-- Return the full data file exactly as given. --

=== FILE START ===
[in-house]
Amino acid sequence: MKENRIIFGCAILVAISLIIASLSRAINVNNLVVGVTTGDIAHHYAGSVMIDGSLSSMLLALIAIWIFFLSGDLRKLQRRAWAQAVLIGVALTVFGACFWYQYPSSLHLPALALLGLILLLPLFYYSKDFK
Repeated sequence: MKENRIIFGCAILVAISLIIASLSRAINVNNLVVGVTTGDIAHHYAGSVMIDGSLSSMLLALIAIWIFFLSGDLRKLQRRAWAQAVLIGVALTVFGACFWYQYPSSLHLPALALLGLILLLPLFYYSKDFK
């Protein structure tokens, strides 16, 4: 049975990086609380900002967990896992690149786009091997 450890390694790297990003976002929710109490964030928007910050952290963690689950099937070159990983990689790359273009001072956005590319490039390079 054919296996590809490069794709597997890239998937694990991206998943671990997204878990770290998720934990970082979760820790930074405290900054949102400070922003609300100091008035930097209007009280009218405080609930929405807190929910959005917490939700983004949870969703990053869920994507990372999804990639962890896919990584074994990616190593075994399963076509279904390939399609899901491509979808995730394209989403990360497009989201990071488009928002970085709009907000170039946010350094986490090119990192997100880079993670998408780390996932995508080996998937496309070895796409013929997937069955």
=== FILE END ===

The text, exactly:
[in-house]
Amino acid sequence: MKENRIIFGCAILVAISLIIASLSRAINVNNLVVGVTTGDIAHHYAGSVMIDGSLSSMLLALIAIWIFFLSGDLRKLQRRAWAQAVLIGVALTVFGACFWYQYPSSLHLPALALLGLILLLPLFYYSKDFK
Repeated sequence: MKENRIIFGCAILVAISLIIASLSRAINVNNLVVGVTTGDIAHHYAGSVMIDGSLSSMLLALIAIWIFFLSGDLRKLQRRAWAQAVLIGVALTVFGACFWYQYPSSLHLPALALLGLILLLPLFYYSKDFK
């Protein structure tokens, strides 16, 4: 049975990086609380900002967990896992690149786009091997 450890390694790297990003976002929710109490964030928007910050952290963690689950099937070159990983990689790359273009001072956005590319490039390079 054919296996590809490069794709597997890239998937694990991206998943671990997204878990770290998720934990970082979760820790930074405290900054949102400070922003609300100091008035930097209007009280009218405080609930929405807190929910959005917490939700983004949870969703990053869920994507990372999804990639962890896919990584074994990616190593075994399963076509279904390939399609899901491509979808995730394209989403990360497009989201990071488009928002970085709009907000170039946010350094986490090119990192997100880079993670998408780390996932995508080996998937496309070895796409013929997937069955």